Even though the motions might be the same, the goal is to make the motions slightly different, to slightly disrupt the tendency toward autopilot. In his essay “Art as Technique,” Russian formalist Viktor Shklovsky calls the process defamiliarization, making the familiar unfamiliar and thereby renewing a sense of initial fascination, wonder and joy. To defamiliarize something is to rediscover it and approach an understanding of it. We have both the freedom to choose routines and the freedom to keep them from becoming too familiar.

The suggestion that routine robs one of freedom fails to consider that both the construction of a routine and the regular performance of it are freely chosen. I’d even say that life is nothing but choices. Nietzsche goes as far as to identify choice as the foundational freedom, the most “advantageous advantage” in his “Notes From Underground.” Choice underlies every action, every nonaction, every acceptance, every refusal.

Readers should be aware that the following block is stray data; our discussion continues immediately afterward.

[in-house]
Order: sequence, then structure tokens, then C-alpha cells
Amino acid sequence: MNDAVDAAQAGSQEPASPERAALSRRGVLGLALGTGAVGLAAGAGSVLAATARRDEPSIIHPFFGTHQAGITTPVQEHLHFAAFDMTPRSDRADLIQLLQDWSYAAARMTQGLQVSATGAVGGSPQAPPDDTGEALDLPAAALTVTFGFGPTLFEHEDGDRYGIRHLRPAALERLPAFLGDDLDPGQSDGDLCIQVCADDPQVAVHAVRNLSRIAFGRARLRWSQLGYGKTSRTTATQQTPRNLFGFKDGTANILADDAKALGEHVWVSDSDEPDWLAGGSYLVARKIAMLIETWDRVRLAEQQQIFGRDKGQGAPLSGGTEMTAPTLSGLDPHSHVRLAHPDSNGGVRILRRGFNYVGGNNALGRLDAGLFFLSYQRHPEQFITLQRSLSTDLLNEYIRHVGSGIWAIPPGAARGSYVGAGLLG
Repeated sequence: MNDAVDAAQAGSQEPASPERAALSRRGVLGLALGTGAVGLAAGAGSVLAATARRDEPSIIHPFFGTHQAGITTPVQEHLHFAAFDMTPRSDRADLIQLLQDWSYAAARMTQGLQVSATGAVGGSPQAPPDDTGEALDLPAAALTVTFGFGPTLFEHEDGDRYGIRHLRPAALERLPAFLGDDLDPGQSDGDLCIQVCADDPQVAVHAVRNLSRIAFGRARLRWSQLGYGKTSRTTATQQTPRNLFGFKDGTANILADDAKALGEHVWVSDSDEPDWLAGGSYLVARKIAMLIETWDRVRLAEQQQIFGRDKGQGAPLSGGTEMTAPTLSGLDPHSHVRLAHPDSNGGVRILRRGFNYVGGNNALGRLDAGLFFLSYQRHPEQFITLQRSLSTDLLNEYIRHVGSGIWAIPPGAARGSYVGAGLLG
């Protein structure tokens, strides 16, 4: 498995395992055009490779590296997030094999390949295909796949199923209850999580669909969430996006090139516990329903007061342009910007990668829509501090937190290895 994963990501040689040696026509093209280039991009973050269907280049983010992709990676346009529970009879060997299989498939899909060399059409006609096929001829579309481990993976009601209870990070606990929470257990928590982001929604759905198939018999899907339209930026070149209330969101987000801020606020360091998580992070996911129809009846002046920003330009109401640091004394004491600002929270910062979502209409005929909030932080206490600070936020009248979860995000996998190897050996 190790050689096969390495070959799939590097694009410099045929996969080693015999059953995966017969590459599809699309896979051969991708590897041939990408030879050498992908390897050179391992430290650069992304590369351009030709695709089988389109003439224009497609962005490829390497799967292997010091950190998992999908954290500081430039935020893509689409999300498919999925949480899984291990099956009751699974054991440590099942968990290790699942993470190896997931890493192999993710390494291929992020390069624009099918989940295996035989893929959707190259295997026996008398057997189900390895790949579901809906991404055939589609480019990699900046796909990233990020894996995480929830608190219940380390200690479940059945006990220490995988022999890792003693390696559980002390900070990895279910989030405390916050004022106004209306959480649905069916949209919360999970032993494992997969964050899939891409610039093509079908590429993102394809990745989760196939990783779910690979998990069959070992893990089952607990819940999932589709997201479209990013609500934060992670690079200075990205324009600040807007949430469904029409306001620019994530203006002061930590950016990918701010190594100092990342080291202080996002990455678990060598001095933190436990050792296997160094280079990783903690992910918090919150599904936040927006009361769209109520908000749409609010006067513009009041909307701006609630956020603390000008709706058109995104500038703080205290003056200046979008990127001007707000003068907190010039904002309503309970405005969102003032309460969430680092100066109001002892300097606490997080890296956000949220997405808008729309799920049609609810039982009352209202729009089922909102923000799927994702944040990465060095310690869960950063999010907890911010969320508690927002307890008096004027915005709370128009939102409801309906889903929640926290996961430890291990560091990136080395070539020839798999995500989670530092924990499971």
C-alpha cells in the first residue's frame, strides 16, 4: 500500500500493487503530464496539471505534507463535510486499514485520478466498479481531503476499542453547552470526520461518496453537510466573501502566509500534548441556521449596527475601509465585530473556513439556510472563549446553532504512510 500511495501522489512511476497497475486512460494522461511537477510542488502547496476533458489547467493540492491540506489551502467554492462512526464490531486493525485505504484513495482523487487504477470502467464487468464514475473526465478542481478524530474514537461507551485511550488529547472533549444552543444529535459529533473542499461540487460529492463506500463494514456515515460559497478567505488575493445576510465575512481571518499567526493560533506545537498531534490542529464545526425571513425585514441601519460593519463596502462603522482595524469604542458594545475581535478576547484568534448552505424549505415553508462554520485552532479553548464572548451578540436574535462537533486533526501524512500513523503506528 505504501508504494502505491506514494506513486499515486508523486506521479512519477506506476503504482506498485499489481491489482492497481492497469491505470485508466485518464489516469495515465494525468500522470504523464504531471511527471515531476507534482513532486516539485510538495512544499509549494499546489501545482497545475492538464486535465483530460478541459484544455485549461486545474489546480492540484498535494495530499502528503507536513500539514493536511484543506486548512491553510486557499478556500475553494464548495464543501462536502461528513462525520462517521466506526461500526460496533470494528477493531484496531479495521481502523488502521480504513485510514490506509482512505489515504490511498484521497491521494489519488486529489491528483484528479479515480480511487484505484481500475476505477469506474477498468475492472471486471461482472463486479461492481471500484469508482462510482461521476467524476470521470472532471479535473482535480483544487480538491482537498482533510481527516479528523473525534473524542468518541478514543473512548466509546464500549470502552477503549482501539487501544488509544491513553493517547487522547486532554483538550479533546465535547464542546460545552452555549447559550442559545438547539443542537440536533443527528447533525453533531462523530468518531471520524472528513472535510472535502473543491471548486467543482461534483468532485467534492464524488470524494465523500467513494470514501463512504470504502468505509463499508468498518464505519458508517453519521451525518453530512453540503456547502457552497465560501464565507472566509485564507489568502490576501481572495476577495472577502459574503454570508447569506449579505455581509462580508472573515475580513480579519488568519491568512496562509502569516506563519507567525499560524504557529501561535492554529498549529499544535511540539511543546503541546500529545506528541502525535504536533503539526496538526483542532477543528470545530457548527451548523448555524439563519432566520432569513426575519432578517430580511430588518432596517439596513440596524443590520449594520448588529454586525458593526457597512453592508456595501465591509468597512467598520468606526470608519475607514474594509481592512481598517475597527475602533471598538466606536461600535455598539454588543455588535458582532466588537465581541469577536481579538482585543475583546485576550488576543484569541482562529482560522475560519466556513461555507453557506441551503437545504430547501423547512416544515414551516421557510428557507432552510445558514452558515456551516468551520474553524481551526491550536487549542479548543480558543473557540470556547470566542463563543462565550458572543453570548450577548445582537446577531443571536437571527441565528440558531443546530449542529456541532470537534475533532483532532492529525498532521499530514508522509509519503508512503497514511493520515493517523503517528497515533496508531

We have both the freedom to choose routines and the freedom to keep them from becoming too familiar.

This evening, someone will wind down with a glass of tea or with a silent room and a journal. Someone else might try to find the bottom of their For You page. Others (like me) might routinely avoid the establishment of a routine, nonetheless following a routine. The most elemental aspect of how these nights will unfold is choice. At times choices are subtle enough to be rendered invisible, but efforts to make the familiar unfamiliar may newly illuminate what we freely choose and refuse.